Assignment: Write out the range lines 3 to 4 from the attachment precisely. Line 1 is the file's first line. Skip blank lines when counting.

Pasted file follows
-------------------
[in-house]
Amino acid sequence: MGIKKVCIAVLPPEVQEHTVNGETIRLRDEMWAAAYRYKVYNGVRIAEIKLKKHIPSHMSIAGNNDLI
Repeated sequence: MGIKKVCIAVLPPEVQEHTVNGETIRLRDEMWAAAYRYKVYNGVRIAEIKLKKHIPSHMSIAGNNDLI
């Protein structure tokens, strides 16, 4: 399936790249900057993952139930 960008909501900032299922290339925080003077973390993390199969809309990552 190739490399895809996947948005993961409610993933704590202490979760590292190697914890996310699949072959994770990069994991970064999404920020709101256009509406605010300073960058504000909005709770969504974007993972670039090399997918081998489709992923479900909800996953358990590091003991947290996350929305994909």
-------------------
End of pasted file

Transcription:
Repeated sequence: MGIKKVCIAVLPPEVQEHTVNGETIRLRDEMWAAAYRYKVYNGVRIAEIKLKKHIPSHMSIAGNNDLI
């Protein structure tokens, strides 16, 4: 399936790249900057993952139930 960008909501900032299922290339925080003077973390993390199969809309990552 190739490399895809996947948005993961409610993933704590202490979760590292190697914890996310699949072959994770990069994991970064999404920020709101256009509406605010300073960058504000909005709770969504974007993972670039090399997918081998489709992923479900909800996953358990590091003991947290996350929305994909």